Already the owner of eleven Masters 1000 shields, Djokovic regularly has dazzled on North American hard courts and has reached the final at eight of his last nine tournaments there. This week, his tennis has looked convincing to most observers but apparently not to him, for he continues to indulge in self-deprecating mannerisms after many of his unforced errors. Once he actually settles into matches and focuses his mind on the rallies, the top seed has displayed his familiarly suffocating form, scarring the baseline with precisely measured groundstrokes and moving more naturally than he did during a summer on other surfaces. Since consecutive late-night finishes may have disrupted Djokovic’s rhythm, he will feel especially grateful to play the first evening final in the event’s history (barring matches delayed by rain). Denied a medal at the Olympics, the Rogers Cup and its depleted draw may prove the ideal remedy for the Serb’s flagging confidence ahead of the US Open, as long as he capitalizes on this opportunity for his third title of 2012. Usually harmless when pinned behind the baseline, Gasquet should unleash a handful of sparkling winners from his famous backhand and create entertaining points, but he lacks the raw power to hit through the elastic Serb consistently—and likely the audacity to envision a shield next to his name.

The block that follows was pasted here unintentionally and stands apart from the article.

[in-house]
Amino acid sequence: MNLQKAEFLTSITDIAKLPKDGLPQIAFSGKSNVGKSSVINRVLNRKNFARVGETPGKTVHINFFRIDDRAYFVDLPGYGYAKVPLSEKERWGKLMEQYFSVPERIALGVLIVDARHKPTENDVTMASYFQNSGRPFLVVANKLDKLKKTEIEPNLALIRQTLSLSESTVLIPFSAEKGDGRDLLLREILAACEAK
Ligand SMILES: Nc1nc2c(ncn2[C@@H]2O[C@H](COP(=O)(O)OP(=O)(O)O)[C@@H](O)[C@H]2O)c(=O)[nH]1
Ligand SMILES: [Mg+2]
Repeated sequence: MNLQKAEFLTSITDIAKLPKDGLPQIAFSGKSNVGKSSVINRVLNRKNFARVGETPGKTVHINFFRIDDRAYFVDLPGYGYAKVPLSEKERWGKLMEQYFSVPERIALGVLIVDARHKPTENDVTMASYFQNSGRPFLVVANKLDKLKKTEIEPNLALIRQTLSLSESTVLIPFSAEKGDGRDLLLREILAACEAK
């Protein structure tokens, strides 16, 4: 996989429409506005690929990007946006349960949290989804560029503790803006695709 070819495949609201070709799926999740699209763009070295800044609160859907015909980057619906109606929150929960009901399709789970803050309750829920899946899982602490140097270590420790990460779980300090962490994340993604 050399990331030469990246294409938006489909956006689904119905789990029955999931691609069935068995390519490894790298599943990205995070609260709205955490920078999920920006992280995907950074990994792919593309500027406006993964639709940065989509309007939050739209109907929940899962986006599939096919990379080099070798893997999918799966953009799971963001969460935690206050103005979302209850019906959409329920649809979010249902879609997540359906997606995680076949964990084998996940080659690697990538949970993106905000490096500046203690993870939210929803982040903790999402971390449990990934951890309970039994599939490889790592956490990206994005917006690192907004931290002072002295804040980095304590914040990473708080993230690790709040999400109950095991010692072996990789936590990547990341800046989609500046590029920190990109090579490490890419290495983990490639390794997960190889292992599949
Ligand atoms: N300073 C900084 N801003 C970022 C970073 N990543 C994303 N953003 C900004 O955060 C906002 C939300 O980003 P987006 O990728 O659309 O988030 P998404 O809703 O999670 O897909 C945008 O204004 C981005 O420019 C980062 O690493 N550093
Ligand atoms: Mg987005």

Kvitova vs. Wozniacki: When 2012 began, these blondes of Eastern European origins held the top two positions in the ranking, although the end of 2011 had found them hurtling in opposite directions. Whereas Wozniacki had plummeted in stature during the second half of the year, winning only a single small title in New Haven, Kvitova had built upon her Wimbledon crown to capture the year-end championships in Istanbul with five victories over top-eight rivals. For most of this season, however, both have disappointed in different ways. Chronically complacent throughout her career, the Dane has seemed content with stagnation and lost much of her natural optimism, while the Czech has struggled to control her massive weapons and displayed less competitive steeliness than during her initial breakthrough. Remarkably, neither has won a title in 2012, and Kvitova has not reached a final at any tournament despite appearances at the quarterfinals or better of all three majors.